CDC said no to COVID-19 testing for asymptomatic quarantine patients. Reuters explores how the U.S. Centers for Disease Control and Prevention (CDC) "missed chances to spot COVID's silent spread," finding plenty of blame to go around.
Critics have widely asserted that the CDC fumbled key decisions during the coronavirus scourge because then-President Donald Trump and his administration meddled in the agency's operations and muzzled internal experts. The matter is now the subject of a congressional inquiry. Yet Reuters has found new evidence that the CDC's response to the pandemic also was marred by actions - or inaction - by the agency's career scientists and frontline staff.
At a crucial moment in the pandemic when Americans were quarantined after possible exposure to the virus abroad, the agency declined or resisted potentially valuable opportunities to study whether the disease could be spread by those without symptoms, according to previously undisclosed internal emails, other documents and interviews with key players.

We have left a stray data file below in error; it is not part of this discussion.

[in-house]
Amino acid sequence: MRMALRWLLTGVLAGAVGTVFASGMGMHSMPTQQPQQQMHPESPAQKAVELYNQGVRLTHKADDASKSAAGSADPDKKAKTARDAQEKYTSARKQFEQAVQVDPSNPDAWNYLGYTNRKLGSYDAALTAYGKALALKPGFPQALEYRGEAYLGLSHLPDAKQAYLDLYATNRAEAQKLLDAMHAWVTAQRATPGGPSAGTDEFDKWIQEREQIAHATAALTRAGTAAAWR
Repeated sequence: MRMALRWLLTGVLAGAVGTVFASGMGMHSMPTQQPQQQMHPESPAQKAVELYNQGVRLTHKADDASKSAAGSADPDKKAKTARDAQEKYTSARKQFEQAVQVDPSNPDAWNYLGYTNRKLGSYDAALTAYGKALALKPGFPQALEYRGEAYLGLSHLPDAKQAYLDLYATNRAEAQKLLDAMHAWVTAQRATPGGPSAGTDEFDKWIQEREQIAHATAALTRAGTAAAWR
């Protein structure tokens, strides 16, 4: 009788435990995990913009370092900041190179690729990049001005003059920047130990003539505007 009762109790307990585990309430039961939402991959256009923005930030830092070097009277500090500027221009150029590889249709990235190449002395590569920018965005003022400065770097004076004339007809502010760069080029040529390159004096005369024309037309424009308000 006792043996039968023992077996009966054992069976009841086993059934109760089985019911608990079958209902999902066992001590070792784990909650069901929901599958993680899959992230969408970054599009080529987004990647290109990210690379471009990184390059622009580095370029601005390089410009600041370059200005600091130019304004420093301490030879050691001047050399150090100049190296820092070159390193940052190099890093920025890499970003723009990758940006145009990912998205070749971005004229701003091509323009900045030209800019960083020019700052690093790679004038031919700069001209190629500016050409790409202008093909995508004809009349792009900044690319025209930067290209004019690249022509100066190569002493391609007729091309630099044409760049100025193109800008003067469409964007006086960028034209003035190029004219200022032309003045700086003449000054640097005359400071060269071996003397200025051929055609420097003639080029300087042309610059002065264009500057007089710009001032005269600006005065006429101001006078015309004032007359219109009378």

The CDC first refused to test a group of Americans evacuated from Wuhan, China, in early February 2020.
"It is CDC's position that since the research is being proposed for a group of individuals who are detained under a federal quarantine order, the circumstances of voluntary participation would be extremely difficult to assure and therefore, CDC does not approve this study," the CDC told researchers at Camp Ashland, where those returning from Wuhan were being quarantined.
The CDC also resisted testing asymptomatic people evacuated from the Diamond Princess cruise ship later that month.
"It's difficult to know whether more aggressive early testing among asymptomatic people would have significantly altered the trajectory of the pandemic in the United States, which has infected 24 million people and killed more than 400,000," says Reuters.
But in reality, it would take months before the CDC and other government officials took asymptomatic spread seriously—while testing protocols, stay-at-home advisories, and other rules and precautions were developed around the premise that infected people would almost always have a fever, cough, loss of smell, and other common symptoms.